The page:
This time, though, the threats began arriving even before the video was released. This month, three Dutch families who happen to share Wilders' last name received letters in the mail threatening to kill them, their children, or their grandchildren if they didn't stop their namesake from releasing his film. And this before the movie even went online.
Meanwhile, a dangerous pas-de-deux is taking shape between radical Islamists and home-grown fascists, one that was sparked by the caricatures and might now be further fueled by Wilders' film. Danish and Dutch security services have issued public warnings about growing recruitment and radicalization among young people connected to far-right extremist groups.
It's a development reminiscent of the peak of the cartoon protests, when Islamist fundamentalists and right-wing anti-Muslim activists were actually coordinating their actions and feeding off each other's extremism.
On Feb. 3, 2006, an anonymous text message was disseminated among Muslims around the world claiming that the Koran would be burned the next day at a demonstration in Copenhagen. It was a message that confirmed the widespread suspicion in the Muslim world that the cartoons weren't just an isolated event, but rather a symbol of a Danish population intent on insulting Islam. When recipients forwarded the message, it spread like wildfire.
The rumor nearly came true. A Danish group had planned to stage a public burning of a copy of the Koran. The next day, the Danish police arrested 179 demonstrators and counter-demonstrators converging for a protest organized by Dansk Front, a neo-Nazi group. The mass arrests prevented the group from staging the announced bonfire. A group of French militants drove up for the demonstration and had their own happening. They filmed themselves pissing on the Koran and posted the video on YouTube, where it can still be seen.
But should we worry about "Fitna's" release? Will it mobilize radical groups in the same way? Will it lead to a replay of "Something Rotten in the State of Denmark" or the "Jihad Behind the Dikes" kicked off by the 2004 murder of Dutch filmmaker Theo van Gogh?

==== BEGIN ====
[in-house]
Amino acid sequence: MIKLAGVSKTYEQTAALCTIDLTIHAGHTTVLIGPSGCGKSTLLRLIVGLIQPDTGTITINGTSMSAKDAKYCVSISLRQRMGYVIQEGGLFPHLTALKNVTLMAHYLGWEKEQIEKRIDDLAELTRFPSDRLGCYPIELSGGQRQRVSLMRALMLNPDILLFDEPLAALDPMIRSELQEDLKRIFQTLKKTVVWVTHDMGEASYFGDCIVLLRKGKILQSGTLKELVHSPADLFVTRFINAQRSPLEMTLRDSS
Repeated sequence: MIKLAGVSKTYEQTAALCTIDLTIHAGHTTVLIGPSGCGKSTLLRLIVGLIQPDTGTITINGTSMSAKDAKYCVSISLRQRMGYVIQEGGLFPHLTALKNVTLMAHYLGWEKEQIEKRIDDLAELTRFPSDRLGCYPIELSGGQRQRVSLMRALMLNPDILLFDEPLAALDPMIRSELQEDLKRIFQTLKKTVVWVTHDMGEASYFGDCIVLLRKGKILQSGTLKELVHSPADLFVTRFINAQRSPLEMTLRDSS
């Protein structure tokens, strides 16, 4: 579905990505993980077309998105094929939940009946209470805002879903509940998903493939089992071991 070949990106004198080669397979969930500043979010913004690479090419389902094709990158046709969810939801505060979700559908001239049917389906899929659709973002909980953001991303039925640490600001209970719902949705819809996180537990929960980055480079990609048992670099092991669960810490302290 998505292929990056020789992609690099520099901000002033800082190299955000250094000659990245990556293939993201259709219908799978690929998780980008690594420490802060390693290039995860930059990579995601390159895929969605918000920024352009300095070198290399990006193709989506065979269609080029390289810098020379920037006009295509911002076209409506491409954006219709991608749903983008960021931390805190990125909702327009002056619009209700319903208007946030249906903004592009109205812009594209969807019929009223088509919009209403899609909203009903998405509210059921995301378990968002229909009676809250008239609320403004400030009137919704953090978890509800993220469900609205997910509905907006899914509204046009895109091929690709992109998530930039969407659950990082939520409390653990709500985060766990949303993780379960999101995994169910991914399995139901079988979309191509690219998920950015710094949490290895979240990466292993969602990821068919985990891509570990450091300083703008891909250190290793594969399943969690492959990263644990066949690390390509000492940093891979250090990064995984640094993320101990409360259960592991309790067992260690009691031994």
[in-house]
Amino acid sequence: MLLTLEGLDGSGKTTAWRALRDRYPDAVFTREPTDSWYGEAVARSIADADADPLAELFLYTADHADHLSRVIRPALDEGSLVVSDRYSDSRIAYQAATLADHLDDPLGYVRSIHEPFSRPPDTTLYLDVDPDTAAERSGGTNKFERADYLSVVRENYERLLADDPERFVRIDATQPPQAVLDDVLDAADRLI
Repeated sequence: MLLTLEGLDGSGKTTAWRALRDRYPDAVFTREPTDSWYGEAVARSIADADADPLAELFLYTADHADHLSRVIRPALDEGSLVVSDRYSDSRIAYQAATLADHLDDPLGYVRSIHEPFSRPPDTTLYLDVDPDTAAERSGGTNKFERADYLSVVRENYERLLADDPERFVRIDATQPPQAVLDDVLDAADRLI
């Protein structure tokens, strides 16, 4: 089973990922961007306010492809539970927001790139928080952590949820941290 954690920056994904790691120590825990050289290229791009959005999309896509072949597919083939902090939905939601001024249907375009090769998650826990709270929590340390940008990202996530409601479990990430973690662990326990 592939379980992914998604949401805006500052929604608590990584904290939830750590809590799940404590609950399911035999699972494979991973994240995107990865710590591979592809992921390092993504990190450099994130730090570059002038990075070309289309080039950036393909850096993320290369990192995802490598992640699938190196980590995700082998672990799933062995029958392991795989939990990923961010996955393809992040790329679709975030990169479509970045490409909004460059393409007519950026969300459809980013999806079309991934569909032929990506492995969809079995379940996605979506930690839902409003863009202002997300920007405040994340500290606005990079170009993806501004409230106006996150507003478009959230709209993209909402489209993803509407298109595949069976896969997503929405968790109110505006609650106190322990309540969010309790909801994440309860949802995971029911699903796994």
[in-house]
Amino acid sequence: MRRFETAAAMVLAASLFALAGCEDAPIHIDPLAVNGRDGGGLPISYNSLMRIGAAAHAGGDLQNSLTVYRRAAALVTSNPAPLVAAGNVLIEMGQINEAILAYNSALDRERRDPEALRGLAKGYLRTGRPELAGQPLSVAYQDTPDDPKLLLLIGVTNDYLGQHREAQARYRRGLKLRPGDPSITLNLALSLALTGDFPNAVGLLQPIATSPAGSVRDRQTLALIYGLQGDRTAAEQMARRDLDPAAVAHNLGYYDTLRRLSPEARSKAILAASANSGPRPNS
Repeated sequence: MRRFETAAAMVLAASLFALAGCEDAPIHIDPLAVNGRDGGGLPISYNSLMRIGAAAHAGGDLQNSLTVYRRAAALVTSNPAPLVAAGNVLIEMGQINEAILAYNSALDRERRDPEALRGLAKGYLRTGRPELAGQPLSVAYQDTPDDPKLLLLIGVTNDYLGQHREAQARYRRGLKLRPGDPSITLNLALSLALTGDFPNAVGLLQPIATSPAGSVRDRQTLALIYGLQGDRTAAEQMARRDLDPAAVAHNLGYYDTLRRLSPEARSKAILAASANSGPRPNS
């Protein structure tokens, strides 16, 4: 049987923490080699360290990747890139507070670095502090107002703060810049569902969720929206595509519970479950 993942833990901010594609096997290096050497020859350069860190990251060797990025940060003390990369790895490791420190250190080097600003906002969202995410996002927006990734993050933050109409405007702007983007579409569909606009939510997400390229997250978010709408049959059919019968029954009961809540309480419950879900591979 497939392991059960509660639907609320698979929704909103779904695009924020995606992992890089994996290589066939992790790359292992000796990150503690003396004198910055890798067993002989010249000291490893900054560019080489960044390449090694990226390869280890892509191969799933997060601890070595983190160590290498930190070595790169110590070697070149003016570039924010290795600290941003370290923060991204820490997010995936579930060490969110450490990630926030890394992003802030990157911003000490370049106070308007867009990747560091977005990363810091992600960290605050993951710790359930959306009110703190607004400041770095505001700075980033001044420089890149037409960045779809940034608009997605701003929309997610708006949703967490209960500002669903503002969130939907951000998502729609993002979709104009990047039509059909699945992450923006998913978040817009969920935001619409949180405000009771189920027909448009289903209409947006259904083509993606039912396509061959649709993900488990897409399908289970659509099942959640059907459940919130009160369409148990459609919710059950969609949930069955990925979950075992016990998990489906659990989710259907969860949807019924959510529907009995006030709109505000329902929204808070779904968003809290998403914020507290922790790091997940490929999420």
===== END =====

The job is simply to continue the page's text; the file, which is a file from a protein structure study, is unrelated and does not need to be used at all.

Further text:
Much of the rhetoric is exaggerated, but there are serious threats. And the definition of what constitutes a "credible" death threat has changed since van Gogh's slaying by a Dutch extremist of Moroccan extraction. Danish cartoonist Kurt Westergaard, famous for depicting Muhammad with a bomb in his turban, and two other cartoonists have had to go underground because of very real threats. Jyllands-Posten cultural editor Flemming Rose, who commissioned the cartoons, found himself in the same situation. In Holland, Wilders has been under 24-hour police protection since 2004 and reportedly spends the night in high-security barracks.
Indeed, the protagonists in both of these errant plays -- Rose and Wilders -- have paid a high personal price for their alleged attempts to protect the absolute right to free speech. What a shame, then, that the free speech they claim to be defending isn't even at risk in Europe. In fact, one could argue that the freedom they cite doesn't even exist at all. When Rose claimed that in the name of free speech Muslims must "be willing to put up with sarcasm, mockery, and ridicule," he was wrong on two counts. First, images are not speech -- Western courts have long allowed stricter limits to be placed on images than words. Pornographic images are also subject to greater restrictions than pornographic books. Second, racial and religious insults fall outside the realm of protected speech. Ironically, the United States has the most absolute right to free speech, but even there voluntary guidelines against offensive and racist language and imagery kept newspapers from republishing the Muhammad cartoons.